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Other Names: Kidney Stones, Urinary Calculi

Urolithiasis is an acquired degenerative kidney disease that occurs sporadically in chickens worldwide.It is characterized by focal mineralization of the kidneys and progressive obstruction of the ureters by uroliths (kidney stones). A normal, healthy hen's kidneys appear symmetrical in appearance, in shape, color, and weight. When hens develop kidney stones, if they get large enough or when large amounts accumulate, it can result in a blockage of the ureter that will cause the kidney tissue to atrophy; this can occur in one or both kidneys. As long as at least one third of the combined mass of a hen's kidneys are functional, she will still survive and continue to lay eggs. If kidney stones form and cause a blockage in both kidneys, it will lead to fatal renal damage which manifests as visceral gout (visceral urate deposition), followed by death.

The most common causes for previous documented outbreaks of urolithiasis in laying hens have been related to improperly mixed feed, feeding young chicks and pullets feed that is intended for egg laying hens, and water deprivation. There has also been suggested involvement of the nephropathogenic Infectious Bronchitis Virus (IBV).

Clinical Signs

Pale comb and wattles
Weight loss
Reduced muscle mass
Decreased egg production
Sudden death


  • History
  • Clinical signs
  • Urinalysis
  • Blood tests
  • Necropsy
  • Histopathology


Supportive careIsolate the bird from the flock and place in a safe, comfortable, warm location (your own chicken "intensive care unit") with easy access to water and food. Limit stress. Call your veterinarian.
Apple cider vinegarAdd 1 tablespoon of apple cider vinegar to each gallon of fresh water (if hard water, add 2 tablespoons of vinegar per gallon of water), to aid in dissolving the stonesG Damerow 2015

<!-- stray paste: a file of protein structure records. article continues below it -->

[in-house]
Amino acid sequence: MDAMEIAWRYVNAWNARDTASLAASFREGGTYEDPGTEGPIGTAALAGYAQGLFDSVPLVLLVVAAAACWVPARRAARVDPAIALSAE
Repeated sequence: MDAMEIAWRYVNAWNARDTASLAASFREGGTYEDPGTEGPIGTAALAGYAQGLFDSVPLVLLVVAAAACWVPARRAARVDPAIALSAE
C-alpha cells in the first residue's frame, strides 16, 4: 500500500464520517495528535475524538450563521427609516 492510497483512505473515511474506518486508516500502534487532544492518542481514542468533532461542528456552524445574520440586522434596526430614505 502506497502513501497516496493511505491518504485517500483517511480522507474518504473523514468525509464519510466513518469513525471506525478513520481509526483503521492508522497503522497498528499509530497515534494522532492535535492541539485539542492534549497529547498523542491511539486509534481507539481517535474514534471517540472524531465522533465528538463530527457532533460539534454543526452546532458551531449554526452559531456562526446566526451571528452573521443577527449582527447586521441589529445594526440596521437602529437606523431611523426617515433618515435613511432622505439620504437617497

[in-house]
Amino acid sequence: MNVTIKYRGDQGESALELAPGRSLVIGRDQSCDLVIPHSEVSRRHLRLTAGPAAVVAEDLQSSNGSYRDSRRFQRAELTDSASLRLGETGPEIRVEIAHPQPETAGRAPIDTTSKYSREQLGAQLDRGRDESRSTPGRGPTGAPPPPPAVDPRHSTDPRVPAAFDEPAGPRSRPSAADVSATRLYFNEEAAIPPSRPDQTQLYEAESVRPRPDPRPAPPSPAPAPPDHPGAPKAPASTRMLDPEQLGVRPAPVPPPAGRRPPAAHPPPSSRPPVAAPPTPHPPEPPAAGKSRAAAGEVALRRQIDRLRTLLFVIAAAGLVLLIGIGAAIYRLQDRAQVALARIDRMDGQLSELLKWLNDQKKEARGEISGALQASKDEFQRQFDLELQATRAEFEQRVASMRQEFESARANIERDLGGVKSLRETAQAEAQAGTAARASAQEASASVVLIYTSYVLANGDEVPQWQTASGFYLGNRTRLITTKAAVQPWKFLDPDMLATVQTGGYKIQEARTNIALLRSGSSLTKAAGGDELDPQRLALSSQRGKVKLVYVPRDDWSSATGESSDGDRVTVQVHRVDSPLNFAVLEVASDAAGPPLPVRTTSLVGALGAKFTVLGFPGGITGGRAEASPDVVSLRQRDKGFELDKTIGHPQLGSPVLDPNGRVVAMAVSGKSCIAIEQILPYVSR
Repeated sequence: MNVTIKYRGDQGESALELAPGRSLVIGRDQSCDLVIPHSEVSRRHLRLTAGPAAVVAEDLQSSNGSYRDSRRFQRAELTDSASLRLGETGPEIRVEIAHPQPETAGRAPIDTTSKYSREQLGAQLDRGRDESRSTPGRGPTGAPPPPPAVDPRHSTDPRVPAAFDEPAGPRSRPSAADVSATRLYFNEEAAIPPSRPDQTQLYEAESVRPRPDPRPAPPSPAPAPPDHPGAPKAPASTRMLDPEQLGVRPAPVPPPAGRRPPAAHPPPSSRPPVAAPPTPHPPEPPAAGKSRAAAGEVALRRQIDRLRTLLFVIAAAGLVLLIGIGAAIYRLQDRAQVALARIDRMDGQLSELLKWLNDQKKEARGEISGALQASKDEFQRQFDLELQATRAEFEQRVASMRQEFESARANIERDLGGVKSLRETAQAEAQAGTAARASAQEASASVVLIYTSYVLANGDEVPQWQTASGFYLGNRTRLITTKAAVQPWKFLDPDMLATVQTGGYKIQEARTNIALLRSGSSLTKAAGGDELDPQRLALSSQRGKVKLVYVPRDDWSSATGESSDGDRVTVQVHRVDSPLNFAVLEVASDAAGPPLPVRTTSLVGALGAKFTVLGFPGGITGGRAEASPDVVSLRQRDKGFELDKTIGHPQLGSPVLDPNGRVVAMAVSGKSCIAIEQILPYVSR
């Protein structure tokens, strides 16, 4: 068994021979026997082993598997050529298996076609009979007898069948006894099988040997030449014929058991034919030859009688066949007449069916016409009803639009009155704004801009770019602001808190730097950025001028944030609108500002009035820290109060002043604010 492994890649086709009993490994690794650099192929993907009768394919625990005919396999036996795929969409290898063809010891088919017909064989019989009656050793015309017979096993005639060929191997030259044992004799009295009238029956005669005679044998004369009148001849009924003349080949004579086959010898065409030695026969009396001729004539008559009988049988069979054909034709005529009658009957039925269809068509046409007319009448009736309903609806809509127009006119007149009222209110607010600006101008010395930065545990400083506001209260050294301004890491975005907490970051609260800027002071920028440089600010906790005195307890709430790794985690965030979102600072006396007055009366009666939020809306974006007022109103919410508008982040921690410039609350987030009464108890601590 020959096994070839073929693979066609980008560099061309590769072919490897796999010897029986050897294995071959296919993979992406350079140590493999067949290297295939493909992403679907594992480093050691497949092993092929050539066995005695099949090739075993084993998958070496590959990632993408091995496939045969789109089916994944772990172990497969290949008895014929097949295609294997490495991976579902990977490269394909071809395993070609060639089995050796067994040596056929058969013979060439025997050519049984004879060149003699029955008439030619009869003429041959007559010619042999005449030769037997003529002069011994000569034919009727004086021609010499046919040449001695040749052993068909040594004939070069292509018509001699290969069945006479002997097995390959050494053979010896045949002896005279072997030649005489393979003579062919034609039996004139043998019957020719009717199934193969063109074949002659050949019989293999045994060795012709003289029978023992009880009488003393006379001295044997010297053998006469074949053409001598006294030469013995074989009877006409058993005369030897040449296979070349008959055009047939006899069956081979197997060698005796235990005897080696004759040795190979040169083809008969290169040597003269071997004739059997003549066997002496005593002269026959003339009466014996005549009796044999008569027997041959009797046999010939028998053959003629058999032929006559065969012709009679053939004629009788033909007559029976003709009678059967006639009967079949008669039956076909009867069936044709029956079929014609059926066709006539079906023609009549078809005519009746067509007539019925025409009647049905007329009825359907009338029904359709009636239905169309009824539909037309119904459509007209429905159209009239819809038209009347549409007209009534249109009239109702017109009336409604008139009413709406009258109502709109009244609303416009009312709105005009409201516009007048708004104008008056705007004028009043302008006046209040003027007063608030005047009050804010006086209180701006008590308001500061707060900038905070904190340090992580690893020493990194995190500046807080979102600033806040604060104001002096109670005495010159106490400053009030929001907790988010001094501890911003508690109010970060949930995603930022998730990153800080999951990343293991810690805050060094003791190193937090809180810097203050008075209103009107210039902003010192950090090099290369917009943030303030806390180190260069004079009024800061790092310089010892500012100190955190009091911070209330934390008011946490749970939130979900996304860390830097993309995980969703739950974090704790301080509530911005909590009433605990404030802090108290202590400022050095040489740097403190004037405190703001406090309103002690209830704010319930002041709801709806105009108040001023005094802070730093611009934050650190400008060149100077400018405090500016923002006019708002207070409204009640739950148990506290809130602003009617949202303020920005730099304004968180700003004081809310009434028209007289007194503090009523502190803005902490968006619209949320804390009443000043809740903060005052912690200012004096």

• Adding apple cider vinegar to the drinking water sporadically (1 tablespoon of apple cider vinegar to each gallon of fresh water. If hard water, add 2 tablespoons of vinegar per gallon of water)
  • Not feeding chickens feed intended for egg laying hens before start to lay eggs
  • Always providing chickens with multiple sources of fresh, clean water.
  • In the winter, providing a heated water source so that water does not freeze over.
  • Providing extra water during hot weather.
  • Biosecurity procedures to minimize risk of Infectious Bronchitis Virus.
  • Purchase quality poultry feed from a reputable feed manufacturer.

Scientific References

Age Range

Most frequently affects laying pullets and hens

Risk Factors

  • History of infectious bronchitis virus
  • Feeding chickens feed intended for egg laying hens before they start laying eggs or to roosters
  • Receiving excess dietary calcium, particularly if combined with low available dietary phosphorus.
  • Water deprivation
  • Mycotoxin contaminated feed
  • Gizzard erosions

Also Consider